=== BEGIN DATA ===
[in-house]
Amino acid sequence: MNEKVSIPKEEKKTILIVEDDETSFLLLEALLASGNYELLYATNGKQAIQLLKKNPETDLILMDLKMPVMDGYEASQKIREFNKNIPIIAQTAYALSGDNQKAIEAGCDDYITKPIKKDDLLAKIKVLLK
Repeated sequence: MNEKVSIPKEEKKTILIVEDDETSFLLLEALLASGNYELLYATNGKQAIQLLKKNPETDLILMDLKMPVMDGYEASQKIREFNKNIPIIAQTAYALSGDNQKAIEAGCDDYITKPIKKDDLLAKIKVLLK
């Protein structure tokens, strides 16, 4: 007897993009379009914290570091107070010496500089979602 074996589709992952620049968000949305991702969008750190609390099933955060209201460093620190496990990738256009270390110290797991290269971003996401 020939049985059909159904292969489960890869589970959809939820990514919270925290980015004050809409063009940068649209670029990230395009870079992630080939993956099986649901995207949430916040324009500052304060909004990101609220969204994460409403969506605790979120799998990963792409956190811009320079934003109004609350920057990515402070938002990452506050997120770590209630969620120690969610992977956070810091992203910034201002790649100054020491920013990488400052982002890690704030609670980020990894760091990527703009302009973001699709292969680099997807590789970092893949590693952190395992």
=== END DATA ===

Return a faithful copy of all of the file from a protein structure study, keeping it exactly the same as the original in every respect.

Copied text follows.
[in-house]
Amino acid sequence: MNEKVSIPKEEKKTILIVEDDETSFLLLEALLASGNYELLYATNGKQAIQLLKKNPETDLILMDLKMPVMDGYEASQKIREFNKNIPIIAQTAYALSGDNQKAIEAGCDDYITKPIKKDDLLAKIKVLLK
Repeated sequence: MNEKVSIPKEEKKTILIVEDDETSFLLLEALLASGNYELLYATNGKQAIQLLKKNPETDLILMDLKMPVMDGYEASQKIREFNKNIPIIAQTAYALSGDNQKAIEAGCDDYITKPIKKDDLLAKIKVLLK
């Protein structure tokens, strides 16, 4: 007897993009379009914290570091107070010496500089979602 074996589709992952620049968000949305991702969008750190609390099933955060209201460093620190496990990738256009270390110290797991290269971003996401 020939049985059909159904292969489960890869589970959809939820990514919270925290980015004050809409063009940068649209670029990230395009870079992630080939993956099986649901995207949430916040324009500052304060909004990101609220969204994460409403969506605790979120799998990963792409956190811009320079934003109004609350920057990515402070938002990452506050997120770590209630969620120690969610992977956070810091992203910034201002790649100054020491920013990488400052982002890690704030609670980020990894760091990527703009302009973001699709292969680099997807590789970092893949590693952190395992």